Given the significant number of states that now prohibit employers from requiring employees or applicants to divulge user names and passwords for their personal social media accounts, employers may find themselves facing a difficult dilemma. How best, on the one hand, to protect their business’ confidential information and trade secrets and, on the other, not to invade the privacy of employees?
Part 1 of this two part blog series reviews what led to the 2012/2013 state legislative activity and summarizes some of the new laws. Part 2 will look at proposals that were considered in some states and Congress, and will offer suggestions as to how employers may wish to respond to this new reality.
The first law in the nation to prohibit employers from seeking the user name and password of an employee’s social media account was passed in Maryland in 2012. What led to the Maryland act was a situation where the Corrections Division of the Maryland Department of Public Safety and Correctional Services (DPS) promulgated a blanket requirement that all existing employees and applicants provide their social media user names and passwords. A particular correctional officer was required to provide his Facebook user name and password during a recertification process and a supervisor read his personal posts. The officer considered this as a humiliating experience and contacted the ACLU, which filed a lawsuit on his behalf raising the question about the privacy concerns not only for the employee but also his friends with whom he shared content.
Since then, 35 other states have either passed some form of social media legislation or considered doing so. (See for 2013 activity: http://www.ncsl.org/issues-research/telecom/employer-access-to-social-media-passwords-2013.aspx; for 2012 activity, see http://www.ncsl.org/issues-research/telecom/employer-access-to-social-media-passwords.aspx). Twelve states passed legislation, in varying degrees, dealing with access to employee social media. Several states expanded the prohibition to apply to educational institutions, so that students and prospective students are now covered.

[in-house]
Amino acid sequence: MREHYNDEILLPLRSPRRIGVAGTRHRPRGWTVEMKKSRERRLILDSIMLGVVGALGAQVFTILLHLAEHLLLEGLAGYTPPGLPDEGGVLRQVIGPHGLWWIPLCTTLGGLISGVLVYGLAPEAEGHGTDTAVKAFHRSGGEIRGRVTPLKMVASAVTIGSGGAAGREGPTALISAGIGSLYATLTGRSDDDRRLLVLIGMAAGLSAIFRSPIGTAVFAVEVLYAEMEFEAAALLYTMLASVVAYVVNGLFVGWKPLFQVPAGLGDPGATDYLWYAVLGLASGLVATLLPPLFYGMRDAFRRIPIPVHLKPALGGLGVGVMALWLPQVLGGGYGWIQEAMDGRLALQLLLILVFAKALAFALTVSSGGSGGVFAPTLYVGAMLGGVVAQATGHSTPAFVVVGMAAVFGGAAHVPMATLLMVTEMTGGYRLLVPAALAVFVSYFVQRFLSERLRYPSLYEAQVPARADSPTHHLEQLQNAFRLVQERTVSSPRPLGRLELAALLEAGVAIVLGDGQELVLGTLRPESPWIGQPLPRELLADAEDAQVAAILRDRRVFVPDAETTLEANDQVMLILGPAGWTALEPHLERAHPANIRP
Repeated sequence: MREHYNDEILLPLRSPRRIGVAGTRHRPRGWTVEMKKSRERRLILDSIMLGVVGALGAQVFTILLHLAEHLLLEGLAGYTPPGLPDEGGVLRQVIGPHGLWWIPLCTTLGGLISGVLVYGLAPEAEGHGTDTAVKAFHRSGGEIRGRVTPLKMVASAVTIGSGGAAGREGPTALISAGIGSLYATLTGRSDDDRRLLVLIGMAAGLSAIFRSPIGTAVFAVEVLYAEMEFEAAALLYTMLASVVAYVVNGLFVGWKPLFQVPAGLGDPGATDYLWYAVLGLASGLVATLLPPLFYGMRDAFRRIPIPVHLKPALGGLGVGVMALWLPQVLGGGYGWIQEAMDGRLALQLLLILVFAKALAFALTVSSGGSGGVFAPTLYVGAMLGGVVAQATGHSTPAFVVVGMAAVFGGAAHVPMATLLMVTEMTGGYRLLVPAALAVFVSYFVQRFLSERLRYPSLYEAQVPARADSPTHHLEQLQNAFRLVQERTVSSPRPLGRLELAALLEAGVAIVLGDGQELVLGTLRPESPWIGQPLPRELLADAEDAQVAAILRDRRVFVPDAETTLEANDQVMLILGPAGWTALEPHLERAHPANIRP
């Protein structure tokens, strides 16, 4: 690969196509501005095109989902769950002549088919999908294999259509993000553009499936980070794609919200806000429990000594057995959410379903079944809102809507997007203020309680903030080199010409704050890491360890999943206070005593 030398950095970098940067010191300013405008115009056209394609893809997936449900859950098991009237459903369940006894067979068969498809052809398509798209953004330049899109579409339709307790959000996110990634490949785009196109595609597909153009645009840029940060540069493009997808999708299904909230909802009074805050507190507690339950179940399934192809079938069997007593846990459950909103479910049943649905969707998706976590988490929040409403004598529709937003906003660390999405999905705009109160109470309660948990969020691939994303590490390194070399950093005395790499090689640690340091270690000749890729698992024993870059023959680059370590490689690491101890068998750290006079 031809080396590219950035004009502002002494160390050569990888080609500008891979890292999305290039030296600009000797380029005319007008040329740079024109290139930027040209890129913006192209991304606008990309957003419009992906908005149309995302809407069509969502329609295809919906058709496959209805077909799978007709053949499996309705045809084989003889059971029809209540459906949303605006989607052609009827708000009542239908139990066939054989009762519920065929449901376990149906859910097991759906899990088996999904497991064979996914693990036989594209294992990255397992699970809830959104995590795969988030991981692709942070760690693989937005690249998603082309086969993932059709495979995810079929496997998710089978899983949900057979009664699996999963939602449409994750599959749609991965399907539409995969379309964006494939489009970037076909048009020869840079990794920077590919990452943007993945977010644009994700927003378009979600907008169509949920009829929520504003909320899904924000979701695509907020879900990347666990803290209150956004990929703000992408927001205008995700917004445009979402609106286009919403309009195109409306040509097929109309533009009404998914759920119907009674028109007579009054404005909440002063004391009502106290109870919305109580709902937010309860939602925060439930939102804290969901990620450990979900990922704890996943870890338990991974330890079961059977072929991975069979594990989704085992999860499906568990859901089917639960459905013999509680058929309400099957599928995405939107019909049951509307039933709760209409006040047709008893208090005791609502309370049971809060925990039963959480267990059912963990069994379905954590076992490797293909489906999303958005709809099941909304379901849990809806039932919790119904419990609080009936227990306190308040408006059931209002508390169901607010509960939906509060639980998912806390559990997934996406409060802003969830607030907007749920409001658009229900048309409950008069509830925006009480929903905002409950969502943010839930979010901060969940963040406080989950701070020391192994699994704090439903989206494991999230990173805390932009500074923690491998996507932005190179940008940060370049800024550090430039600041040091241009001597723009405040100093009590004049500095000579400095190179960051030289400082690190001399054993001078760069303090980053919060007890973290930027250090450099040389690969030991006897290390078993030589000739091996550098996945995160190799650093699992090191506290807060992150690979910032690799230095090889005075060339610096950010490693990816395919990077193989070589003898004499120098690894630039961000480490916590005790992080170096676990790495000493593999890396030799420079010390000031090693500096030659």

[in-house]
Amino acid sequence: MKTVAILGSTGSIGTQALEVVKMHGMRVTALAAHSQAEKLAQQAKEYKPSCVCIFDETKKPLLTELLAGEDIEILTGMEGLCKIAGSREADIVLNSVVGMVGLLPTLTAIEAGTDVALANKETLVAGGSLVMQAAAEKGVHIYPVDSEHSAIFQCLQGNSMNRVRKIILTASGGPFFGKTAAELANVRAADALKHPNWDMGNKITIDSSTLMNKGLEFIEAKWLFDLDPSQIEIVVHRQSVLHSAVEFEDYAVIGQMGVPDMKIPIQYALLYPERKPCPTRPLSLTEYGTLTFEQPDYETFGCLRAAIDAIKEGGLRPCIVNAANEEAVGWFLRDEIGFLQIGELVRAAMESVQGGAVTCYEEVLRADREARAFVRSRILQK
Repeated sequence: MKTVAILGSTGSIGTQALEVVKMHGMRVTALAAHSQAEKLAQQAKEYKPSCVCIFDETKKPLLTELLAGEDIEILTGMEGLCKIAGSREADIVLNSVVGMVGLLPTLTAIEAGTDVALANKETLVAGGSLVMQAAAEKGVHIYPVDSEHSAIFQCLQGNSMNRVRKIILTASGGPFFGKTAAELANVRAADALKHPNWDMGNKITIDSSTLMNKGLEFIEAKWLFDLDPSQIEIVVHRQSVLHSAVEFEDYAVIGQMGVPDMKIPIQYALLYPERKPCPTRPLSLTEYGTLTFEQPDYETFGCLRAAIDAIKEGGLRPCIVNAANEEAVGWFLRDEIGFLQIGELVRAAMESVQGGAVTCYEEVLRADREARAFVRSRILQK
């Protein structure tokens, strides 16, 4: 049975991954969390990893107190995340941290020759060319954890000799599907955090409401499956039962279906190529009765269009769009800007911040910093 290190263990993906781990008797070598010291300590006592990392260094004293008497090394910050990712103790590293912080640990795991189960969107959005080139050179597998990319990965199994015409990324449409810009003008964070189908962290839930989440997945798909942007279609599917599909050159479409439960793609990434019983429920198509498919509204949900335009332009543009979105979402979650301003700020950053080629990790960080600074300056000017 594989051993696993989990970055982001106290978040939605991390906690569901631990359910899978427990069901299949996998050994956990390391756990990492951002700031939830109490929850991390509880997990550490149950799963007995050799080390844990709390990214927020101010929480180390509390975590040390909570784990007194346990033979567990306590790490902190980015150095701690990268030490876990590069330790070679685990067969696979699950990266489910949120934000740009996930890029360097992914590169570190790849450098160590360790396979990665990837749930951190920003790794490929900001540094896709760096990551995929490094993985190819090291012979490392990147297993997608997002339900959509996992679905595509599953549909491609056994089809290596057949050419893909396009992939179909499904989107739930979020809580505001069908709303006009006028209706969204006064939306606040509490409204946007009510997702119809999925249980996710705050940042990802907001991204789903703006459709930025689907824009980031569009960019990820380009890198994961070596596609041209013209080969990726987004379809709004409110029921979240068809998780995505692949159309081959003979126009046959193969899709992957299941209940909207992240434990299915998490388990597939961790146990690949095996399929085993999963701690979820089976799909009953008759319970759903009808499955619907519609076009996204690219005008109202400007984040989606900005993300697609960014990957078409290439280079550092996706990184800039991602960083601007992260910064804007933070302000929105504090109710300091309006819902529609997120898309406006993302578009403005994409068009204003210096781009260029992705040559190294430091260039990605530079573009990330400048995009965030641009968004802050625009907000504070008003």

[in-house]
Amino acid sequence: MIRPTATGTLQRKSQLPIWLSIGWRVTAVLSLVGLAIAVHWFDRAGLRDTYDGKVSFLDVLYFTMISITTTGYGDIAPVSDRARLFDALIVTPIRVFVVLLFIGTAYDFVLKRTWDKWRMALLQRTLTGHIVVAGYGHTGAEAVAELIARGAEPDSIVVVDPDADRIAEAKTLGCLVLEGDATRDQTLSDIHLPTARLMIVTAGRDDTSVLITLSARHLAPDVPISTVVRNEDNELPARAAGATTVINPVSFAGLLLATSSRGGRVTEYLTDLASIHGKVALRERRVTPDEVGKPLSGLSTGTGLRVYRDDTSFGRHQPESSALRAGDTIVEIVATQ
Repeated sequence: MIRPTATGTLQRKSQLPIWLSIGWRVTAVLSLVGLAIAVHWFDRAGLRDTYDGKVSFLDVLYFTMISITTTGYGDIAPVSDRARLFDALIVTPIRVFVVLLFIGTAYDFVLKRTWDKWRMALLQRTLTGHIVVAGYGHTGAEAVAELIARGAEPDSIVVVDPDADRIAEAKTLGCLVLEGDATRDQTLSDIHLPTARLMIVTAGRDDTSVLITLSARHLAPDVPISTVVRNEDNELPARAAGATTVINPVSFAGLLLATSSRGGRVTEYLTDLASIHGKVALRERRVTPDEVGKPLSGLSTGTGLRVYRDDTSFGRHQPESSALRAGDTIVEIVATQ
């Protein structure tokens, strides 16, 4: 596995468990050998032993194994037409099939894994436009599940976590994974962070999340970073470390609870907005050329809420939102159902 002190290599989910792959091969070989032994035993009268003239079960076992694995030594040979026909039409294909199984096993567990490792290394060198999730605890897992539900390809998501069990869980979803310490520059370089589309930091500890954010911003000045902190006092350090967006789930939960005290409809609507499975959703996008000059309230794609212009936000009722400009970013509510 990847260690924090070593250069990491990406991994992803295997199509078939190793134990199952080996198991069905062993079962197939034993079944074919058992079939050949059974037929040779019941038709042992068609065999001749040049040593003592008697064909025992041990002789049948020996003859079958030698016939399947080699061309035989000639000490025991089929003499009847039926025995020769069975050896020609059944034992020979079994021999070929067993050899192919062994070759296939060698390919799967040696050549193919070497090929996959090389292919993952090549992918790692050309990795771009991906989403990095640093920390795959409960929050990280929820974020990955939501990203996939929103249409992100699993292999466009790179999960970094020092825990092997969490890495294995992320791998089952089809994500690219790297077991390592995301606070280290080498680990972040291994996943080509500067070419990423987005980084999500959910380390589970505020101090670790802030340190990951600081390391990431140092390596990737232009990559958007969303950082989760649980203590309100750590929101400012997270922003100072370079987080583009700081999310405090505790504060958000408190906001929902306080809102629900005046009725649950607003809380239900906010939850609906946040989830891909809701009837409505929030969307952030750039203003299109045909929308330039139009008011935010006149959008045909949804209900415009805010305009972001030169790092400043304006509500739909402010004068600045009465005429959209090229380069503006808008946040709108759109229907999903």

With respect to the activity in those states where bills were introduced during their 2012 or 2013 legislative sessions, some were never reported out of committee, others were not passed and others simply died once the state’s legislative session ended. Several states passed laws in 2012, but attempts to expand the coverage in 2013 failed.
Among existing state laws, coverage varies. For example, Maryland’s law is fairly basic. While laws subsequently enacted include detailed enforcement mechanisms and/or impose specific monetary penalties. Generally, these laws/ provide that:
Some states go beyond the basics; for example, Colorado’s law incorporates a detailed enforcement mechanism. It requires an employee or applicant who thinks him/herself injured to file a complaint with the State Department of Labor (“CDOL”), which will then investigate, hold a hearing and issue findings. CDOL can then fine the employer up to $1,000 for a first offense and up to $5,000 for subsequent offenses.
Interestingly, Colorado’s law appears more balanced than Maryland’s. In addition to allowing an employer to investigate unauthorized downloads of its proprietary information, an employer can require disclosure of an employee’s user name and password when an employer account is involved or is an account that accesses the employer’s systems. Furthermore, the CDOL enforcement mechanism can be applied against an employee who acted in violation of the specific prohibitions noted in the Colorado Act. And, from a pragmatic perspective, perhaps most importantly, the Colorado legislature actually appropriated some funds to CDOL to cover activity related to the implementation of the Act.
Washington State’s act allows an aggrieved employee or applicant to pursue a civil action and, if the employee prevails, he/she can seek injunctive relief, monetary damages, a penalty of $500 and attorneys’ fees. However, if the court decides that an action was frivolous, then the judge can award the employer its expenses and attorney fees.
Because of a lack of consistency among states, an employer engaged in interstate commerce can find itself facing a real dilemma. Part 2 will offer suggestions on ways to ameliorate the situation.
 Maryland’s law falls within this category. See http://mgaleg.maryland.gov/2012rs/bills/hb/hb0964t.pdf